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5 Ways Colorado Can Reduce Power Plant Emissions

As the U.S. Environmental Protection Agency (EPA) moves forward with standards to reduce power plant emissions—which are due to be finalized in June 2015—many states are wondering how they will comply. WRI’s fact sheet series, Power Sector Opportunities for Reducing Carbon Dioxide Emissions, examines the policies and pathways various states can use to cost-effectively meet or even exceed future power plant emissions standards. This post explores these opportunities in Colorado. Read about additional analyses in this series.

Colorado is generating more electricity than it has in the past, but it’s doing so while emitting less carbon dioxide pollution thanks to ongoing efforts to ramp down coal use. And the state has the potential to go even further. In fact, new WRI analysis finds that Colorado can reduce its CO2 emissions 29 percent below 2011 levels by 2020 just by complying with current policies and taking advantage of existing infrastructure. Achieving these reductions will allow Colorado to meet moderately ambitious EPA power plant emissions standards, which are due to be finalized in 2015.

5 Ways Illinois Can Reduce Power Plant Emissions

Like all U.S. states, Illinois will need to reduce its power sector carbon dioxide (CO2) emissions in order to alleviate climate change impacts and comply with future EPA standards. The good news is that the state has already taken steps to reduce its emissions, including saving energy and increasing its use of renewable energy sources. And, Illinois has the potential to go even further. New WRI analysis finds that Illinois can reduce its CO2 emissions 35 percent below 2011 levels by 2020 just by complying with current policies and taking advantage of existing infrastructure. Achieving these reductions will allow Illinois to meet or exceed moderately ambitious EPA power plant emissions standards, which are due to be finalized in 2015.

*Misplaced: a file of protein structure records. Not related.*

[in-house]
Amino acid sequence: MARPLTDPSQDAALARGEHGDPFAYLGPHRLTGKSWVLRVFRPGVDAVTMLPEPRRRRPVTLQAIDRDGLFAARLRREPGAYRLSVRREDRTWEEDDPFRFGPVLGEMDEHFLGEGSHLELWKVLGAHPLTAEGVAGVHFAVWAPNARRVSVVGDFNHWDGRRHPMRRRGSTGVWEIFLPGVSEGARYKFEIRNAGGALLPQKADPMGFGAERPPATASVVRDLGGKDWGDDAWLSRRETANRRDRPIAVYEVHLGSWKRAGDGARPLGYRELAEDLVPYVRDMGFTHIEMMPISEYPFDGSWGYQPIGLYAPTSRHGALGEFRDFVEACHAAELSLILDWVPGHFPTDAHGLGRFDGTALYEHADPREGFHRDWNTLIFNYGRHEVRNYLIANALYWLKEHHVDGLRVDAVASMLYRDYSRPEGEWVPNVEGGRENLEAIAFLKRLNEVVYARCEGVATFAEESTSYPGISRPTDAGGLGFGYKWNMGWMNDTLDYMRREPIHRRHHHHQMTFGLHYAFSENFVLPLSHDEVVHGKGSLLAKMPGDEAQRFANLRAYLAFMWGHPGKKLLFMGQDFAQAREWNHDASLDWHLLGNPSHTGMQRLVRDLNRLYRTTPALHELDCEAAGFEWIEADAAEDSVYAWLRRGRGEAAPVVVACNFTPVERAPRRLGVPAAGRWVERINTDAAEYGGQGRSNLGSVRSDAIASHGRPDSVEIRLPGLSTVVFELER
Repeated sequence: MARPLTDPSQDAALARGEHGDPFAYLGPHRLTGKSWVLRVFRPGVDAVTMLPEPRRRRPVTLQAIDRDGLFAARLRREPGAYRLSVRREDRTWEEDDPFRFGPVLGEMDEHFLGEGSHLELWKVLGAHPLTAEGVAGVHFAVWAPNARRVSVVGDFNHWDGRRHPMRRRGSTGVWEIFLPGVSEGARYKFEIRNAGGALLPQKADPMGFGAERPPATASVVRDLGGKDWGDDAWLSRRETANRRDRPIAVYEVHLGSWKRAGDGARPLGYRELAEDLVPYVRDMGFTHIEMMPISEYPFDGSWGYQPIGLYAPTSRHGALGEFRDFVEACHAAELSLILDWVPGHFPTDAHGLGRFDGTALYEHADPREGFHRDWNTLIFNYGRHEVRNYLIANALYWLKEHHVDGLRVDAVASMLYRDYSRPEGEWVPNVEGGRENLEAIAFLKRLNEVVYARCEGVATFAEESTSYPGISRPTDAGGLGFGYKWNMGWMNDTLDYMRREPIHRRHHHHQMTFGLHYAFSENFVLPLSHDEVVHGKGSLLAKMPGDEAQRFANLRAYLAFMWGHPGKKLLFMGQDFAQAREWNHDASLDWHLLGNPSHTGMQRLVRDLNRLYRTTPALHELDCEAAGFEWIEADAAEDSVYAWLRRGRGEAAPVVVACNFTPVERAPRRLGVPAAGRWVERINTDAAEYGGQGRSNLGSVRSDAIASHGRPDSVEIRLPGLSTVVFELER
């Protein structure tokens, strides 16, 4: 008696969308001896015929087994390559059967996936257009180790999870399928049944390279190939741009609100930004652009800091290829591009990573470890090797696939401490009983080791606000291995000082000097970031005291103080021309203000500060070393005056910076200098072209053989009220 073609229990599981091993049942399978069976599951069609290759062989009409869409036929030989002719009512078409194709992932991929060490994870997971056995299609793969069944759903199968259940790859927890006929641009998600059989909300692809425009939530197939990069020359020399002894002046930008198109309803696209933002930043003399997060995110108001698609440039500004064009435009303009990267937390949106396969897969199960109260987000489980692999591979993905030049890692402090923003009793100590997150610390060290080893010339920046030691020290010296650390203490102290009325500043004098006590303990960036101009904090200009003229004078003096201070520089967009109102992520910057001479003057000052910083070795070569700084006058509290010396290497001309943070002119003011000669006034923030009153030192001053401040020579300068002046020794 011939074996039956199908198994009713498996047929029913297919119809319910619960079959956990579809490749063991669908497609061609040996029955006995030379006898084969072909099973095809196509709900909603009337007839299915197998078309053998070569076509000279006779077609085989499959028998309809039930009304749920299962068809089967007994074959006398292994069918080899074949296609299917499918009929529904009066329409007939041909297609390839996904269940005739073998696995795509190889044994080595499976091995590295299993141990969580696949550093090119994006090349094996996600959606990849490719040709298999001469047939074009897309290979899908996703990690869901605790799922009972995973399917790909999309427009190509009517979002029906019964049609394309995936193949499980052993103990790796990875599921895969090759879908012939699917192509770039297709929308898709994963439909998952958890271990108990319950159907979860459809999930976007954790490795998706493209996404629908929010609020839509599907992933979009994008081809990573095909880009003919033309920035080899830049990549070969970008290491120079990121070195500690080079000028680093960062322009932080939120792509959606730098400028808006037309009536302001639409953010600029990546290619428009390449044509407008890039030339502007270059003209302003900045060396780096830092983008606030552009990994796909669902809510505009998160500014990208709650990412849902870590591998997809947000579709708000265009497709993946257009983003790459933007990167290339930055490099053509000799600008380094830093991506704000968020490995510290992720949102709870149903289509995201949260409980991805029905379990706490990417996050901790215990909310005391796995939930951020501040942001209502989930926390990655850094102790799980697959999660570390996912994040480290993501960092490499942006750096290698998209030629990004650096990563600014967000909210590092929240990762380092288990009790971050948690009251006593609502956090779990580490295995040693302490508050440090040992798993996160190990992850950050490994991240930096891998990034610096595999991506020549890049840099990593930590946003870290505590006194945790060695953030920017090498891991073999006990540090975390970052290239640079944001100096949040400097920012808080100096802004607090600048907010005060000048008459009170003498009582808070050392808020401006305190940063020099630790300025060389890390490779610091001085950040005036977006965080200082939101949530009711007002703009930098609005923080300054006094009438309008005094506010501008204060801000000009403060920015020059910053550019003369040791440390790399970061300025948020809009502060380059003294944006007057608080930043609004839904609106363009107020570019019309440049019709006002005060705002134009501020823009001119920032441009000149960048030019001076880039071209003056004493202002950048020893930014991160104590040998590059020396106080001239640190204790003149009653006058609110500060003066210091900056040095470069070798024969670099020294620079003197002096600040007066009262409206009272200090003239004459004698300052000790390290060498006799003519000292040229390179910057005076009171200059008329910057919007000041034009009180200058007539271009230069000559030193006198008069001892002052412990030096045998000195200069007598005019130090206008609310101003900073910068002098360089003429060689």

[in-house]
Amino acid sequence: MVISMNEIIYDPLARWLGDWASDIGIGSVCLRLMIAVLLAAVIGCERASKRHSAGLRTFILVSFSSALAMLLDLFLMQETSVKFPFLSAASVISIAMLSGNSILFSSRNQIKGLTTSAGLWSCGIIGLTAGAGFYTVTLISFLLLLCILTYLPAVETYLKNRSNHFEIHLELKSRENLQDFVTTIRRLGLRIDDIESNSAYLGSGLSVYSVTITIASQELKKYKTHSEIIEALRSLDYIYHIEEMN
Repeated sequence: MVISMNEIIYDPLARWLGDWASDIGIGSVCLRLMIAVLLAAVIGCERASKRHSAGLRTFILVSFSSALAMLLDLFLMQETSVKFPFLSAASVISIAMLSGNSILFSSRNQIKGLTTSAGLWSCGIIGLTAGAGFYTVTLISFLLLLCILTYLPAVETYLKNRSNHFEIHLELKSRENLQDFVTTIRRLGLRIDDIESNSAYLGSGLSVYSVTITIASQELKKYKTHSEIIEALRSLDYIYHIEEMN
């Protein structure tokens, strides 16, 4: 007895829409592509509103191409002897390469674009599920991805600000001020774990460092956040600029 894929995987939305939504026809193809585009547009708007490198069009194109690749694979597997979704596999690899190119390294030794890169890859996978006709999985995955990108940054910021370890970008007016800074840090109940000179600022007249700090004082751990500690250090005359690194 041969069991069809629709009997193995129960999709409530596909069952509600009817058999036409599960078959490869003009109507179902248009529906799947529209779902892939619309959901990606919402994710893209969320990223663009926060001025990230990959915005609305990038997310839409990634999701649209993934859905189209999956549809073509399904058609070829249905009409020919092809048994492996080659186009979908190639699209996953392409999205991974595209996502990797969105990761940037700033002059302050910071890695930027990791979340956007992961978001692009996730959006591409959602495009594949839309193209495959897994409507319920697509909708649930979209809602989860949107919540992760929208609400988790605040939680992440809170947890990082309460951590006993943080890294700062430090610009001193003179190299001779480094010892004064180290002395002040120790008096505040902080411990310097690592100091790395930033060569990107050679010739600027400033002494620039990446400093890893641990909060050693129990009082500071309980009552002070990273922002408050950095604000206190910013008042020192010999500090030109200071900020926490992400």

WRI analysis finds that Illinois can reduce its CO2 emissions 35 percent below 2011 levels by 2020. These reductions would meet or exceed moderately ambitious EPA power plant emissions standards.

Although EPA has not yet announced what its power plant emissions standards will look like, WRI based its analysis on two hypothetical standards. Under these scenarios, Illinois would be required to reduce its CO2 emissions in the range of 32 to 37 percent below 2011 levels by 2020.

China’s Response to Air Pollution Poses Threat to Water

Record-setting levels of smog this week shut down Harbin, a city of 11 million people in northeast China. Officials blamed increased coal consumption during the first days of winter heating, underscoring the urgency of the China State Council’s recently announced initiative to address persistent smog in major cities.

But while the Air Pollution Control Action Plan has ambitious goals—cutting air particulates and coal consumption—it may create unintended problems for the country’s water supply.

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